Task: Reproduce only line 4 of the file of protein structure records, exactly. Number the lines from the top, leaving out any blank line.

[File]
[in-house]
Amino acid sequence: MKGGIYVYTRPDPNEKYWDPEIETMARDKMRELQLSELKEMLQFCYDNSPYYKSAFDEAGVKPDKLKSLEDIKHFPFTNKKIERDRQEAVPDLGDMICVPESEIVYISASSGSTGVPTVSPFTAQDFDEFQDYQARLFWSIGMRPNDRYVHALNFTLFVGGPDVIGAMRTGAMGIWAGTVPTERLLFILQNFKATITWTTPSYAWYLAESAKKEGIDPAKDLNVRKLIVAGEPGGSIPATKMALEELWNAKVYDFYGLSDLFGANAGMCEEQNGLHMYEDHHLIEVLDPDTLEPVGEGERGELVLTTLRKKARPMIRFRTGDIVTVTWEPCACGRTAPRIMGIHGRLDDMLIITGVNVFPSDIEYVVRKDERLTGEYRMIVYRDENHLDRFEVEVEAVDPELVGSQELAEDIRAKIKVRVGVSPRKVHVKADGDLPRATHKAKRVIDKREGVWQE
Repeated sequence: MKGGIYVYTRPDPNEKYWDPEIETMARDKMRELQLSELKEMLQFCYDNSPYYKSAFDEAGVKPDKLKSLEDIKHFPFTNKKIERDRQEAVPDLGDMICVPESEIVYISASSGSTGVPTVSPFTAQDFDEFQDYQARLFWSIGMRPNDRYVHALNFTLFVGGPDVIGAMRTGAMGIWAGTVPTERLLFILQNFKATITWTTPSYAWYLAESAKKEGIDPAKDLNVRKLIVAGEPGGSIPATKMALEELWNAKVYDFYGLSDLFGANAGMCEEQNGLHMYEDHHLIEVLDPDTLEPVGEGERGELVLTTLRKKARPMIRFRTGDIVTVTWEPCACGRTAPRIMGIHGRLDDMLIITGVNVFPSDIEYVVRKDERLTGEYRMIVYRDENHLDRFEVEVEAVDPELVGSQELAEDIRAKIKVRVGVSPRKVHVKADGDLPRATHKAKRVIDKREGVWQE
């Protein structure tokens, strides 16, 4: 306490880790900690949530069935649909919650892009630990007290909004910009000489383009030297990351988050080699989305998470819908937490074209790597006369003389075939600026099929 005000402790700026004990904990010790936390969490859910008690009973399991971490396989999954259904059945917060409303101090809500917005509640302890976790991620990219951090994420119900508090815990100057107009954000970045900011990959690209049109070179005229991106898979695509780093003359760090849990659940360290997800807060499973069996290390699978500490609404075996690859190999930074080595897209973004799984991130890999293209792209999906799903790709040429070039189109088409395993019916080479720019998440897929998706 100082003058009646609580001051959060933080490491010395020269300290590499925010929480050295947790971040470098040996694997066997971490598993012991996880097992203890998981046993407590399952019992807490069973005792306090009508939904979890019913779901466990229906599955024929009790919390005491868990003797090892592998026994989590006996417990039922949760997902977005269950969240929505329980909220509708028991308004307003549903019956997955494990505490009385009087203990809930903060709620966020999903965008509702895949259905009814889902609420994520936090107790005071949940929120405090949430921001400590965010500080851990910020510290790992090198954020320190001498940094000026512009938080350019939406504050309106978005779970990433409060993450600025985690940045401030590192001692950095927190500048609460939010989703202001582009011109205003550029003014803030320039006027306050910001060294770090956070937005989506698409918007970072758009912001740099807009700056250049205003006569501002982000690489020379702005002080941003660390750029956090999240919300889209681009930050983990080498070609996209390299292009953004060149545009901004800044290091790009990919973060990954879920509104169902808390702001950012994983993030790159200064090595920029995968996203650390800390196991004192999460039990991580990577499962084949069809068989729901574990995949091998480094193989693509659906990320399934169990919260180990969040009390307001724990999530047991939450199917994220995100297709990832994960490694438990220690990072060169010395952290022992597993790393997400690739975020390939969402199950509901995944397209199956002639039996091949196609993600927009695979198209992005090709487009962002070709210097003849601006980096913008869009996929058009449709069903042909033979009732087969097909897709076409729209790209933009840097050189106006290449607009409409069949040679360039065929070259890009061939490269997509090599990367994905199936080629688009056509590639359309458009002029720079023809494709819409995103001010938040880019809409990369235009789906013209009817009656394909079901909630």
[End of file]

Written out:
């Protein structure tokens, strides 16, 4: 306490880790900690949530069935649909919650892009630990007290909004910009000489383009030297990351988050080699989305998470819908937490074209790597006369003389075939600026099929 005000402790700026004990904990010790936390969490859910008690009973399991971490396989999954259904059945917060409303101090809500917005509640302890976790991620990219951090994420119900508090815990100057107009954000970045900011990959690209049109070179005229991106898979695509780093003359760090849990659940360290997800807060499973069996290390699978500490609404075996690859190999930074080595897209973004799984991130890999293209792209999906799903790709040429070039189109088409395993019916080479720019998440897929998706 100082003058009646609580001051959060933080490491010395020269300290590499925010929480050295947790971040470098040996694997066997971490598993012991996880097992203890998981046993407590399952019992807490069973005792306090009508939904979890019913779901466990229906599955024929009790919390005491868990003797090892592998026994989590006996417990039922949760997902977005269950969240929505329980909220509708028991308004307003549903019956997955494990505490009385009087203990809930903060709620966020999903965008509702895949259905009814889902609420994520936090107790005071949940929120405090949430921001400590965010500080851990910020510290790992090198954020320190001498940094000026512009938080350019939406504050309106978005779970990433409060993450600025985690940045401030590192001692950095927190500048609460939010989703202001582009011109205003550029003014803030320039006027306050910001060294770090956070937005989506698409918007970072758009912001740099807009700056250049205003006569501002982000690489020379702005002080941003660390750029956090999240919300889209681009930050983990080498070609996209390299292009953004060149545009901004800044290091790009990919973060990954879920509104169902808390702001950012994983993030790159200064090595920029995968996203650390800390196991004192999460039990991580990577499962084949069809068989729901574990995949091998480094193989693509659906990320399934169990919260180990969040009390307001724990999530047991939450199917994220995100297709990832994960490694438990220690990072060169010395952290022992597993790393997400690739975020390939969402199950509901995944397209199956002639039996091949196609993600927009695979198209992005090709487009962002070709210097003849601006980096913008869009996929058009449709069903042909033979009732087969097909897709076409729209790209933009840097050189106006290449607009409409069949040679360039065929070259890009061939490269997509090599990367994905199936080629688009056509590639359309458009002029720079023809494709819409995103001010938040880019809409990369235009789906013209009817009656394909079901909630």